Perhaps closer to her heart, however, are the lessons she imparts to the city’s urban Native youth. Colorado Springs School District 11, in which Snowbird’s two daughters, ages 11 and 13, are enrolled, has the only Title VII Indian Education Program in the city.
“I talk to Title VII kids about what indigenous food is—that it’s not just buffalo or corn,” she explains. “I try to break it down for them in terms of what they ate at lunch that day, even if it was junk food.”
Thanks in large part to Snowbird’s efforts, the program has several garden beds and a greenhouse growing traditional Native edibles, including Apache brown-striped sunflower seeds, . . . Pueblo chiles, and more.
“I come in sometimes and kids are bouncing off all the walls,” Snowbird says. “But the moment you get their hands in the dirt, it’s like all that contact with the earth just calms them.”
The children also learn to grow, harvest and cook with chokecherries, prickly pears, beans, and other local vegetation.
“Starting the kids off with food lets us also discuss Indian issues without putting people on the defensive,” Snowbird explains. “It’s hard to get mad when you’re talking about food.”
Re-introducing and re-popularizing indigenous foods and traditional cooking, especially among Native youth, will help strengthen Native people and the communities they live in, Snowbird insists.
Snowbird admits maintaining a lifestyle committed to food sovereignty can be hard on her tight budget. However, she says it helps her save and earn money in the long run. Snowbird is able to collect, grow, use and sell or barter with the milk, eggs, meat, vegetables, cleaning and toiletry items, and other useful goods produced on her property.
“I’m not completely self-sufficient by any means. But urban homesteading . . . is about as traditional as you can get,” she insists. “It’s living off the land within the radius of where you live and knowing the Creator has put what you need right where you are.” . . .
For outsiders following along on Facebook as Ducheneaux and her family transition to living efficiently and sustainably, the process of building an ecodome and maintaining a traditional garden may have seemed as easy as digging a hole.
Except that the hole in question—12 feet across and 4 to 6 feet deep in which the ecodome sits—took three months to dig out back in 2012, thanks to heavy rains and a landscape of gumbo.
“It was so much work,” Ducheneaux recalls. “We had to move the gumbo out one wheelbarrow at a time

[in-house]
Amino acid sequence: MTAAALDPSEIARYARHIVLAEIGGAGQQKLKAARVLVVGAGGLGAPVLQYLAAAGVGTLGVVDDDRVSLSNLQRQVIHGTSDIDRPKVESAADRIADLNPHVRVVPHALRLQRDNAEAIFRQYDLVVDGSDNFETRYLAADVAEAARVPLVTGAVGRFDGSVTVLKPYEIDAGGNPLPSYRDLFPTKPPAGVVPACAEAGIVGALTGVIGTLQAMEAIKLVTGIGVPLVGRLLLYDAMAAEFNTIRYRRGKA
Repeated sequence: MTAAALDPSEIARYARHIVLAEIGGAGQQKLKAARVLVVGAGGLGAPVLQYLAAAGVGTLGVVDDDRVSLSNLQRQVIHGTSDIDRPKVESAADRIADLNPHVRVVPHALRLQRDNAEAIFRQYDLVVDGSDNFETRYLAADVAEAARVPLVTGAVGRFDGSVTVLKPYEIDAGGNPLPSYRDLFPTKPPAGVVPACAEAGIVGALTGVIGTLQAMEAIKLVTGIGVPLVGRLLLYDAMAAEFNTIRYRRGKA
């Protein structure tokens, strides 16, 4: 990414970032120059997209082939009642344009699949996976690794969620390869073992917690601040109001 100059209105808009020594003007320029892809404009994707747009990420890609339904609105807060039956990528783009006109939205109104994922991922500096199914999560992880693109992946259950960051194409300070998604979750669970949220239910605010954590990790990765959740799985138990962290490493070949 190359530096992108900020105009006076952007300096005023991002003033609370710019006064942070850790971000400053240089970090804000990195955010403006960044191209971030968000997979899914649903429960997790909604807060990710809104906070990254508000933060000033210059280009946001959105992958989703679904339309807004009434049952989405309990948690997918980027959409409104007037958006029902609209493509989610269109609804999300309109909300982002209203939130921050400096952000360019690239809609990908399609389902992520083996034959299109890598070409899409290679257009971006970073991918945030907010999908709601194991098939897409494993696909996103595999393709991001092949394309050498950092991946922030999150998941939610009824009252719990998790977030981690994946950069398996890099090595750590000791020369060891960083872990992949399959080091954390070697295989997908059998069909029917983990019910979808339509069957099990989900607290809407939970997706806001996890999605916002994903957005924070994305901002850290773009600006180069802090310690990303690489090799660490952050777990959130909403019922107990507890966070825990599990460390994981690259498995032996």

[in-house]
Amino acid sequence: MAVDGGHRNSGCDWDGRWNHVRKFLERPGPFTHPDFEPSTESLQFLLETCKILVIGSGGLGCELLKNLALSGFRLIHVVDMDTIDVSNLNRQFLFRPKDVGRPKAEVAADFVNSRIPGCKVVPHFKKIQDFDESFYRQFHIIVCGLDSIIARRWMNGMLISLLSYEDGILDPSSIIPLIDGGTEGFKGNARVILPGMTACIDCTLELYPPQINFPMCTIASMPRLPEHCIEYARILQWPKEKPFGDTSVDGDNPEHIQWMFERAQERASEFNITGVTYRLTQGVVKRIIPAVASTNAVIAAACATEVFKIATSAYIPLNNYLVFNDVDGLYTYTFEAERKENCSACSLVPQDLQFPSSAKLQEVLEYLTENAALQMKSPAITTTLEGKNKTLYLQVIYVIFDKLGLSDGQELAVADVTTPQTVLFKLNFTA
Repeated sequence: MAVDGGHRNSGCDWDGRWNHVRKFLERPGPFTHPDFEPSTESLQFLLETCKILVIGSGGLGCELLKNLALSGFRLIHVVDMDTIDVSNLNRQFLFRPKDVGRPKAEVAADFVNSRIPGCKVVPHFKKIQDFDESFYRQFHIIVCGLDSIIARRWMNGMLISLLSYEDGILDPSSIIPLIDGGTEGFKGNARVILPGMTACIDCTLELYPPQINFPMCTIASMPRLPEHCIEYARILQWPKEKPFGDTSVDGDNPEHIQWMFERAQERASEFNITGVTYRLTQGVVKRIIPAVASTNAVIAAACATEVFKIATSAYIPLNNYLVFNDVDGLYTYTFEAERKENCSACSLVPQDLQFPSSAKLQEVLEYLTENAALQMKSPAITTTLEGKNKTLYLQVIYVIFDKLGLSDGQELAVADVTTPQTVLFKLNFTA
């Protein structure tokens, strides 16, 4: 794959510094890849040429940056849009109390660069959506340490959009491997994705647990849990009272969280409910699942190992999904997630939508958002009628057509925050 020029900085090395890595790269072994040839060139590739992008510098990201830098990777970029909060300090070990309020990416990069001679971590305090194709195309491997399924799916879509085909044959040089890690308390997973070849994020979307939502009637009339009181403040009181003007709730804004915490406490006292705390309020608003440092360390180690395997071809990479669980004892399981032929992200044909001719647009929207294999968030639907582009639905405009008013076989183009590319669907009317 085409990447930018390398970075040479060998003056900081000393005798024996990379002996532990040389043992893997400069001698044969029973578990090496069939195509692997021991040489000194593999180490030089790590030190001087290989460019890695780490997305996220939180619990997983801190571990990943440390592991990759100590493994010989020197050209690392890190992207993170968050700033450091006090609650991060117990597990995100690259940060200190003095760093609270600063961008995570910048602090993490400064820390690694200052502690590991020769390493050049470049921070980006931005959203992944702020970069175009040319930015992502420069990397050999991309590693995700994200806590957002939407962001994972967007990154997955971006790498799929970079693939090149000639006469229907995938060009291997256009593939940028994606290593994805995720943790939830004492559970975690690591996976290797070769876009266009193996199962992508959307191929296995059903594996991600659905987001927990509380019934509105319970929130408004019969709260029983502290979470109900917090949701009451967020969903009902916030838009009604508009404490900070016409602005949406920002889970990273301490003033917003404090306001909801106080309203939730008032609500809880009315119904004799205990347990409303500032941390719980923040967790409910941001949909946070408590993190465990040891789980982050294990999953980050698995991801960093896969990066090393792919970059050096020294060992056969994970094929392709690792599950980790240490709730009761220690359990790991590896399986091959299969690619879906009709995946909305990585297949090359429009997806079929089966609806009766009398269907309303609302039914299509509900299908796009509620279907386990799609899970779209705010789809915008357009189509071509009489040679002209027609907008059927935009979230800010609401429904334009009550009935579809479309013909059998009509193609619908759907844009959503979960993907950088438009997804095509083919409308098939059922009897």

Weaving textiles and harvesting corn, two ways Snowbird practices sustainability.
But the effort, shared by about seven members of Ducheneaux’s tiospaye—including her mom, siblings, and their spouses, as well as volunteers—has been well worth it.
On 10 acres of family land on the Cheyenne River reservation, Ducheneaux and her family are creating the Tatanka Wakpala Model Sustainable Community. The family has funded the project with help from Honor the Earth and Bread of Life Church . . .
The shell of the small, ecodome home—which the family learned to build via video and trial-by-error—is complete, and a garden featuring plants indigenous to the area produces hundreds of pounds of produce each year.
Considering hers is a reservation located within counties consistently listed as some of the poorest in the nation, and recognizing the tribe suffers from insufficient and inefficient housing where utility bills can reach into the high hundreds or more during the winter months, Ducheneaux hopes her family’s model sparks a trend for other tribal members.
“We really believe that even people who aren’t eco-friendly will be inspired by our use of wind and solar energy. We put up our own electric system and we’ll never have to pay another utility bill,” Ducheneaux says.
“We were waiting for the blueprint to drop in our laps. Then we realized no one was going to do it for us, so we said we’d do it ourselves. We’ll make mistakes and figure it out.”. . .
“What we have going on out there is a desire to be more self-sufficient. When we sat around talking about this, we asked ourselves, ‘What do we need?’” Ducheneaux explains. “We needed to start feeding ourselves and taking responsibility for our own food needs. . . . Not just growing food and raising animals, but going back to our Lakota traditions and treating the Earth respectfully by using what it gives us.” . ..
Living in an urban or reservation setting provides those who want to live sustainably unique challenges, both Snowbird and Ducheneaux say.
“One of the challenges is being so far away from everything,” Ducheneaux says of rural reservation life. “For a lot of our volunteers, it’s eye-opening for them that the hardware store is a one-hour trip just in one direction.”
Planning far ahead is key, Ducheneaux says.
Infrastructure, including a severe lack of Internet connectivity, weather, and a disinterested tribal government can also be setbacks, although Ducheneaux notes the latter can benefit sustainability projects due to few, if any, restrictions on things like harvesting rainwater or land use.
For urban Natives, being disconnected from tribal knowledge—for instance, the indigenous names and uses of plants—is a major disadvantage, Snowbird said.
When someone in the community comes forward with that knowledge, it’s often exploited for profit, and the people who would benefit most— namely Native youth—are left out.
“I always find it surprising how removed from the whole food process people are; they don’t know or care where their food comes from,” says Snowbird, who harvests edibles on hikes through the mountains or on strolls through downtown. She tries to combat this by giving eggs and
other food produced on her property to those who wouldn’t—or couldn’t —normally buy organic in a supermarket.
“Pretty soon those people are asking me for more eggs and then we’re talking about how they can get started with chickens in their backyard or growing herbs on their window sills,” Snowbird says, adding those conversations eventually lead to discussions on indigenous issues, regardless of whether the person is Native or not. “We’re trying to put the culture back in agriculture.